When tradition meets technology: Cashless ang bao and digital gold

By Shaun Djie

When Chinese New Year arrives each year, millions of red packets exchange hands as part of a centuries-old tradition that has gradually evolved to suit the times. From heavy gold coins threaded with red to lightweight paper notes stuffed in envelopes, the conventional ang bao has now been digitised into a virtual gift that can be sent to anyone anywhere over the internet.

A digital twist to old traditions
Since being introduced to Singapore in 2015, virtual red packets have seen an increase in popularity over time, as more financial institutions and mobile wallets have developed their own services for sending and receiving e-ang bao. 2019 was the biggest year yet for gifting virtual red packets in Singapore with over two million GrabPay Angbao sent during the Chinese New Year (CNY) period—a 25% increase from the previous year. Standard Chartered Singapore saw their PayNow transactions increase fourfold from their numbers in 2018, and OCBC Bank observed twice as many electronic transactions through their app during the festive period in 2019 compared to the same period in 2018.

Whilst beautifully-designed and memorable ang bao packets have often been part of business strategies for CNY, some 5 million fewer red packets were printed this year compared to previous years. OCBC printed 15% fewer ang bao for the Year of the Rat, and for DBS it was closer to 20%. Instead, these banks and other payment providers have chosen to focus on pushing e-ang bao services to customers, offering cash giveaways and lucky draws as further incentives to go digital.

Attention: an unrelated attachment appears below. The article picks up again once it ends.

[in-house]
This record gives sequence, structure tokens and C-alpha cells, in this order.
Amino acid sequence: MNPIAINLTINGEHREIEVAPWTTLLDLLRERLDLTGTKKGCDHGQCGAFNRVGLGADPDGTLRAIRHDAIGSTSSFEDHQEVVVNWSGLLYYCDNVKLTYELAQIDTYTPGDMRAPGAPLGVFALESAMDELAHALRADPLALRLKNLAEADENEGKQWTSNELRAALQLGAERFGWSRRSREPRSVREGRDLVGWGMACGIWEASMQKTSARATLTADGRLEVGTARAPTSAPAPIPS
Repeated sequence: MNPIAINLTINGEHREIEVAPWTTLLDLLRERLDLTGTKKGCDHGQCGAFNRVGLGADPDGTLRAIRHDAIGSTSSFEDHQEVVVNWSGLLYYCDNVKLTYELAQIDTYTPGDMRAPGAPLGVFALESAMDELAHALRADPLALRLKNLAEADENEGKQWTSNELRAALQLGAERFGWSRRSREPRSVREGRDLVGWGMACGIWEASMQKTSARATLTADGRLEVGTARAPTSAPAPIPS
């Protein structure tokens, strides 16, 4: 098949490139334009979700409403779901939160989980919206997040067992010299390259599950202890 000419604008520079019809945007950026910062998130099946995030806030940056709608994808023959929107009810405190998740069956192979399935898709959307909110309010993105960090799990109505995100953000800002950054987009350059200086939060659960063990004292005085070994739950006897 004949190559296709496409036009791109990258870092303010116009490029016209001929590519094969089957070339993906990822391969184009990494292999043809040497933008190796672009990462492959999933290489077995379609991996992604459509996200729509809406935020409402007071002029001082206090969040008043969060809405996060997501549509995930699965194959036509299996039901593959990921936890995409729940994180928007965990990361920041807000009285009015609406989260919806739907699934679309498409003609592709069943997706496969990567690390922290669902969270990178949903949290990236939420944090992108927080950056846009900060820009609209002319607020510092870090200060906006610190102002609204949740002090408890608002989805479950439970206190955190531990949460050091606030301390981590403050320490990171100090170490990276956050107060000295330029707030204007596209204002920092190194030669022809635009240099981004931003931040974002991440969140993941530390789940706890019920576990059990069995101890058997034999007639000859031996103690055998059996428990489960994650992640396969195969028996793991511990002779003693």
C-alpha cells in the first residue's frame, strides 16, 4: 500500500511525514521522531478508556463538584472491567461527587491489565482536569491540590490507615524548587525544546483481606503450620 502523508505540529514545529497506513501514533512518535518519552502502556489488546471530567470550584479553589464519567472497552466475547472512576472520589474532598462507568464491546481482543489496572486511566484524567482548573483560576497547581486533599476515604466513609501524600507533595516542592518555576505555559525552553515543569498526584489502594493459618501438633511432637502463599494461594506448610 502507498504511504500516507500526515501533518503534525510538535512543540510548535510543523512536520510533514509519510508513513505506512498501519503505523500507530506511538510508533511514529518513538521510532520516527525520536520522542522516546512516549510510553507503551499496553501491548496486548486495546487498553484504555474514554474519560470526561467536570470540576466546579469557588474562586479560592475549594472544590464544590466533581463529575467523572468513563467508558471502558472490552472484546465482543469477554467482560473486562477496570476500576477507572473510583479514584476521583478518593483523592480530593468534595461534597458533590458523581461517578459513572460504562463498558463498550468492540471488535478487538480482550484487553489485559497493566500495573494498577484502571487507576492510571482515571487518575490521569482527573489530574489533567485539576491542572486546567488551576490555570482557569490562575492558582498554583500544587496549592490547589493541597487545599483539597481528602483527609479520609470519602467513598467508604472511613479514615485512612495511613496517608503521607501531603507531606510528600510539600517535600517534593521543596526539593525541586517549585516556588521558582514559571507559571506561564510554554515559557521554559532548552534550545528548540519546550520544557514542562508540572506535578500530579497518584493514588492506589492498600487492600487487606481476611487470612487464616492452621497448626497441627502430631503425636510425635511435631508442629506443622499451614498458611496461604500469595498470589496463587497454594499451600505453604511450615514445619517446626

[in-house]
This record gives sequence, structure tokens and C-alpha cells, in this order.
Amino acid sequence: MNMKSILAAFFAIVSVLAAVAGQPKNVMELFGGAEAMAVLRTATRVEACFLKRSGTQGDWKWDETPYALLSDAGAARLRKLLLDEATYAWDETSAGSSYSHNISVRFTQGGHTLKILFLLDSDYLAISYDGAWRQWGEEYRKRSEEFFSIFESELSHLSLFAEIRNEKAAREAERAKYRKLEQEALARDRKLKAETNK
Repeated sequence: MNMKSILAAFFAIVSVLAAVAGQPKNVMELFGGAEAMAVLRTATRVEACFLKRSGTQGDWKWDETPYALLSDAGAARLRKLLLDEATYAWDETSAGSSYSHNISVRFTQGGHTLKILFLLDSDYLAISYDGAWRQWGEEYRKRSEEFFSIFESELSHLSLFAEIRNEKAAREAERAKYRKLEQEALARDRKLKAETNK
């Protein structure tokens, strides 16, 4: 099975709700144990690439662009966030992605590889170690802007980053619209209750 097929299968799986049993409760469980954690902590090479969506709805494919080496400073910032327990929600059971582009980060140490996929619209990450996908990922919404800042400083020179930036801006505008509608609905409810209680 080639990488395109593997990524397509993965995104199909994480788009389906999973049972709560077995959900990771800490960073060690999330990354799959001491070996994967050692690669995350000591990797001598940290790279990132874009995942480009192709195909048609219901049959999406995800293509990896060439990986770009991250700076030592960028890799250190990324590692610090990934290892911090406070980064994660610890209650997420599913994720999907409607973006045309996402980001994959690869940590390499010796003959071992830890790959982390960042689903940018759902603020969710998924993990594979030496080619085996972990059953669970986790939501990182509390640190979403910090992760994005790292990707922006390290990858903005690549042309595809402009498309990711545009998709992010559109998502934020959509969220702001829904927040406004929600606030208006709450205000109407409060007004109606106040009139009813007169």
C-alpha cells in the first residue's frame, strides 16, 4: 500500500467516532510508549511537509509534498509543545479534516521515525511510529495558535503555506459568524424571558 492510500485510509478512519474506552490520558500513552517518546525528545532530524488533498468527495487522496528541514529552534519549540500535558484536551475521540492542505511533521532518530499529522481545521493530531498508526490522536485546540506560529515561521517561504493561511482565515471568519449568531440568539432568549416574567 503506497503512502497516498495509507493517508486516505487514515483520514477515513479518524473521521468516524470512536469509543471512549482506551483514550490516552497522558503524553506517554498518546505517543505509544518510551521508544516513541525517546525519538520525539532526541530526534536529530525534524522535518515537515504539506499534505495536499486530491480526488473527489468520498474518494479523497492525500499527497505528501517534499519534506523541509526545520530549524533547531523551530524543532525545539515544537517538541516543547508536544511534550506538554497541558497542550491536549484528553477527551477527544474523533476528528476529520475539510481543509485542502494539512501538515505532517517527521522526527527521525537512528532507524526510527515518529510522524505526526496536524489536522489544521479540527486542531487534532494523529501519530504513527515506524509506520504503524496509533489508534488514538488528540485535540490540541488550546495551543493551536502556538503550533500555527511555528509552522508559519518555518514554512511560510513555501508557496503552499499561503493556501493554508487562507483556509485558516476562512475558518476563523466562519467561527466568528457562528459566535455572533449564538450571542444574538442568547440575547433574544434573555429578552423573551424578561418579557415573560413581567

Taking the old with the new
As a highly-connected digital innovation hub, it is not altogether surprising that Singapore is adopting virtual gifting as an update to longstanding cultural traditions. The consulting firm McKinsey found that 77% of Singaporeans are already using mobile wallets in their day-to-day transactions, so it is understandable that handling physical cash for red packets may seem outdated to modern consumers. Even other customary gifts such as gold can now be purchased and managed online—an overall simpler process for mainstream consumers who no longer have to worry about custodianship and safety of their purchased gold.

Instead of spending hours in line for new notes to put in ang bao or shopping around to find the best quality gold, Singaporeans are becoming digital gifters—easily sending their well-wishes, money, and gold to friends and family, even if the recipients live in other parts of the world, via their smartphones. In the past, people would have had to pay gold vaults to store and insure the gold they received from their family members, but now, digital gold can be purchased and managed online through your laptop with storage, insurance and security settled automatically.

Whilst virtual gifting is on the rise in Singapore, e-ang bao and virtual gift transactions amount to a mere fraction of the 100 million paper notes that the Monetary Authority of Singapore (MAS) prints each year to supply crisp, new notes for the many physical red packets. Virtual gifting is still in its nascency in Singapore, but consumers seem to be open-minded about its progress. As long as digital disruption continues to shape the way modern society connects and communicates, e-ang bao and digital gold will be just one of many age-old traditions to receive a technological update in the years to come. 

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